There is no doubt that these last few days have been difficult, uncertain and agitated for Chileans. It is not only a security issue, not only a matter of unsatisfied social needs or of long-contained discomfort due to abuses that corner the lives of millions of people and their families; I believe that this is something more than that.
A few years ago, Chile was an international reference for having achieved an exemplary transition from dictatorship to democracy, and also for being able to reduce poverty like no other country and achieve growth in the nineties like very few economies in the world. They came from all over the world to study what we were doing, and several even dared to copy some ideas. Was all that a lie? No, the data is there for all to see, and the development of the nation and the families that live in it, we have been experiencing it in the last decades.
However, the issue is the price at which this growth process was generated. Chile adopted a market and individual model, which took over the different spaces of social life. This not only made us become a country where we have to pay for absolutely everything, and where the private sector surpasses the public sector in areas where the State should be the main guarantor, such as health, medicines, education or transportation.
In an individual model, this was reflected in the culture, in social interaction, and we lost our identity, we are no longer from the neighborhood, nor from the church, nor from the political party or the sports club, now we are what we can have and show; if what we want we cannot achieve materially, it does not matter because access to debt became the path to social mobility, with usurious interests and systems that drown families, but that allow them that dream of improvement that was offered to them, and that each one bought freely, consciously or not (there is some shared responsibility here, I think).
Thus, in this context there are many things that make us angry. Transportation fares, especially for families earning the minimum wage, with poor quality services for the most part (the exception was once the subway), where one saw daily assaults, situations of overcrowding in the transfer, long travel times, etc.. In the case that the person made an effort to buy a car (with a huge tax in a country where most of those who have one make a great effort to buy it), then we find that about half of the price of fuel is taxed and we must pay for the use of roads, but also for the highways that have taken over the city, offering less and less options for some journeys, raising again and again the cost of living of people and their families. This is repeated in education, health, medicine, food, etc, etc, etc, etc.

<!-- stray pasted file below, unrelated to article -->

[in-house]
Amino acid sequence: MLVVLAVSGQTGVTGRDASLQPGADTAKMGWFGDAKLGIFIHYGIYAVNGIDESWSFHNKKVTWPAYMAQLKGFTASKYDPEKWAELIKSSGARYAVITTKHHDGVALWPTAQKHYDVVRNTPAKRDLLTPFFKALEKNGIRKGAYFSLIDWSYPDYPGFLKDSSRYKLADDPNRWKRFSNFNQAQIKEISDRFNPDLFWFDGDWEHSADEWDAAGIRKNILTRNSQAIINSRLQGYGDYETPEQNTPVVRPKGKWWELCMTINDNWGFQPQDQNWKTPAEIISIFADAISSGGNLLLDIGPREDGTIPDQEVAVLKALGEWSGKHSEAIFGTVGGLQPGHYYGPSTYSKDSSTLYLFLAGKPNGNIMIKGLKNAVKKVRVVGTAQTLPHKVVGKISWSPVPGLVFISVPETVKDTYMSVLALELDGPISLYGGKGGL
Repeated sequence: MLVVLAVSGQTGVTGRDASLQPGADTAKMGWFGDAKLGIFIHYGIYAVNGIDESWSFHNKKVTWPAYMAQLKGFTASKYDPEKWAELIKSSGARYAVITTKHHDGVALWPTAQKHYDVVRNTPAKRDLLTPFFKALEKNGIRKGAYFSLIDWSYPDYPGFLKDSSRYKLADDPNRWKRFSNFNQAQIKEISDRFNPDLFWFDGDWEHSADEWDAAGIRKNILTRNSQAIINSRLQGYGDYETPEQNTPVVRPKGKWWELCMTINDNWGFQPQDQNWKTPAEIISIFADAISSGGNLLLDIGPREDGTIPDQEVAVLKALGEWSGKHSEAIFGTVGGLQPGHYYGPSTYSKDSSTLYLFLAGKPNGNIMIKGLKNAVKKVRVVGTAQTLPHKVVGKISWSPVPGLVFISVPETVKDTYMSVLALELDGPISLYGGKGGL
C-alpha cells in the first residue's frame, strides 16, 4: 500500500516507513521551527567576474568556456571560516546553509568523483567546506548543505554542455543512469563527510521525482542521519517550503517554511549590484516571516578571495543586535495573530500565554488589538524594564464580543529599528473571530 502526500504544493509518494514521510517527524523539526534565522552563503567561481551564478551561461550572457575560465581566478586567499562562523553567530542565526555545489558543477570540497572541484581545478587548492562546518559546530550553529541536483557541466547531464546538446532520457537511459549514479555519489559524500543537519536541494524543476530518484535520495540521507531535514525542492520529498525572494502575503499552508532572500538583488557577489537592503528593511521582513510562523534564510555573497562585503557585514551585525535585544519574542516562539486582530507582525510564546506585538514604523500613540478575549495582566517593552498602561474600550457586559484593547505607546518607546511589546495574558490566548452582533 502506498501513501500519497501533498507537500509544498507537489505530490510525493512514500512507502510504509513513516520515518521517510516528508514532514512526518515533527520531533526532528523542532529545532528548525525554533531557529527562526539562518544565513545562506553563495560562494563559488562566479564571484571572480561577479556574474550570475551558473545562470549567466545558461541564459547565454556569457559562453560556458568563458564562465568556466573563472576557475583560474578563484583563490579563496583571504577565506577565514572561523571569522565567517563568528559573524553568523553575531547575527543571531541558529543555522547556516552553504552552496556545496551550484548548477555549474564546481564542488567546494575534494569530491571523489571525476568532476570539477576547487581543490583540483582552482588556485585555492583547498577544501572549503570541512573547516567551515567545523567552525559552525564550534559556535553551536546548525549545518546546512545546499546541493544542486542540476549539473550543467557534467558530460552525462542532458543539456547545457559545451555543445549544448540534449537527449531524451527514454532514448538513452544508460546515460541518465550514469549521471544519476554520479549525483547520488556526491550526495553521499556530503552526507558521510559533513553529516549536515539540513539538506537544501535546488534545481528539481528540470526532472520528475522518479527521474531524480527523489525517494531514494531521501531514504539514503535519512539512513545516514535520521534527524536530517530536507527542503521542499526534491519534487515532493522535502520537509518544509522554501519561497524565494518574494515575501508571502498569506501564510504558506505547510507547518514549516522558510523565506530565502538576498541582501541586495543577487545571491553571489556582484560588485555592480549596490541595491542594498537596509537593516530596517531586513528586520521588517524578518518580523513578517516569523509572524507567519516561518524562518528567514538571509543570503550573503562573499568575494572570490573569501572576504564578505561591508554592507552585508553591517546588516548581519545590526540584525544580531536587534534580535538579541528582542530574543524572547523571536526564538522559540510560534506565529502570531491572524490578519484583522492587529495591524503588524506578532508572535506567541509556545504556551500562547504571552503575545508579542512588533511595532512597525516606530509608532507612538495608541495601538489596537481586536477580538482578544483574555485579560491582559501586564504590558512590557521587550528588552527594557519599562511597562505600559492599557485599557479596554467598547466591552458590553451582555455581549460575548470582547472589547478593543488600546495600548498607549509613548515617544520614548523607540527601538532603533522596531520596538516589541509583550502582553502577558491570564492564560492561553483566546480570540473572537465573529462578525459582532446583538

Personally, up to that point there is discomfort, but when one sees that all these taxes and abuses end up in cases of theft of public funds, abuses and misuse of fiscal resources, collusion of companies that sell us products of basic necessity, or “fixed whiskers” for over-indebtedness or excessive charging of commissions for things that in many countries are worth zero pesos, all that is heating up, because the cost of living becomes higher and higher, All of this is heating up, because to be robbed once is annoying, to be robbed twice is annoying, to be robbed every day is annoying, but to be told to your face that it is nothing, that it is okay, that this is the way things are, that you have to get up earlier or work harder, is a mockery. There is nothing more violent than denying the emotional needs of another person, and we have lived that for years. But be careful, not between the authorities and the citizens or from the businessmen to the workers, but with each other on a daily basis. Here I do not believe that there are good guys and bad guys, we have all contributed by action and omission to a situation that is no longer bearable.